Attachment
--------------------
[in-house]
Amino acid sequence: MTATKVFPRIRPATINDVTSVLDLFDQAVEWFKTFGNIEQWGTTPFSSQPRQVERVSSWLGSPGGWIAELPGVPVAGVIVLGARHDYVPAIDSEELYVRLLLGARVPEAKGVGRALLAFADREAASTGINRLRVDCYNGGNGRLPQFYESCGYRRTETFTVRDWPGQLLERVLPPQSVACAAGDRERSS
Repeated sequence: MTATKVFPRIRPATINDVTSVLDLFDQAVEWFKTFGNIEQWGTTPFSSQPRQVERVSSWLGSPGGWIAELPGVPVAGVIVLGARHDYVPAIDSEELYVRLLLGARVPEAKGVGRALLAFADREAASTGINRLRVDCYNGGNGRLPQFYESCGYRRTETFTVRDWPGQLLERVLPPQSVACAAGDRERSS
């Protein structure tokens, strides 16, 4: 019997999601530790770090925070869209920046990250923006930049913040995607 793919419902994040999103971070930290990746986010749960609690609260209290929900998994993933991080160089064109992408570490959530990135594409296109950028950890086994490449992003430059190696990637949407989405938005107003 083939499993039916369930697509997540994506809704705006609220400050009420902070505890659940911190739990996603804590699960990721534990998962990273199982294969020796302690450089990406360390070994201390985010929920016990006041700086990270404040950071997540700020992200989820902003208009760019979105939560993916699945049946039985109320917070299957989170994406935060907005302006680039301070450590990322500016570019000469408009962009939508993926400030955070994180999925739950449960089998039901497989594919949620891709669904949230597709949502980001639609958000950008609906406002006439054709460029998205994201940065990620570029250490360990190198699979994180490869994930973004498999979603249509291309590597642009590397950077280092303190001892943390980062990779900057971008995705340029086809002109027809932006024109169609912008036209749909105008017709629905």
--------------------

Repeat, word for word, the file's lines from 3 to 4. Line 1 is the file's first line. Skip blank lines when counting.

Repeated sequence: MTATKVFPRIRPATINDVTSVLDLFDQAVEWFKTFGNIEQWGTTPFSSQPRQVERVSSWLGSPGGWIAELPGVPVAGVIVLGARHDYVPAIDSEELYVRLLLGARVPEAKGVGRALLAFADREAASTGINRLRVDCYNGGNGRLPQFYESCGYRRTETFTVRDWPGQLLERVLPPQSVACAAGDRERSS
């Protein structure tokens, strides 16, 4: 019997999601530790770090925070869209920046990250923006930049913040995607 793919419902994040999103971070930290990746986010749960609690609260209290929900998994993933991080160089064109992408570490959530990135594409296109950028950890086994490449992003430059190696990637949407989405938005107003 083939499993039916369930697509997540994506809704705006609220400050009420902070505890659940911190739990996603804590699960990721534990998962990273199982294969020796302690450089990406360390070994201390985010929920016990006041700086990270404040950071997540700020992200989820902003208009760019979105939560993916699945049946039985109320917070299957989170994406935060907005302006680039301070450590990322500016570019000469408009962009939508993926400030955070994180999925739950449960089998039901497989594919949620891709669904949230597709949502980001639609958000950008609906406002006439054709460029998205994201940065990620570029250490360990190198699979994180490869994930973004498999979603249509291309590597642009590397950077280092303190001892943390980062990779900057971008995705340029086809002109027809932006024109169609912008036209749909105008017709629905």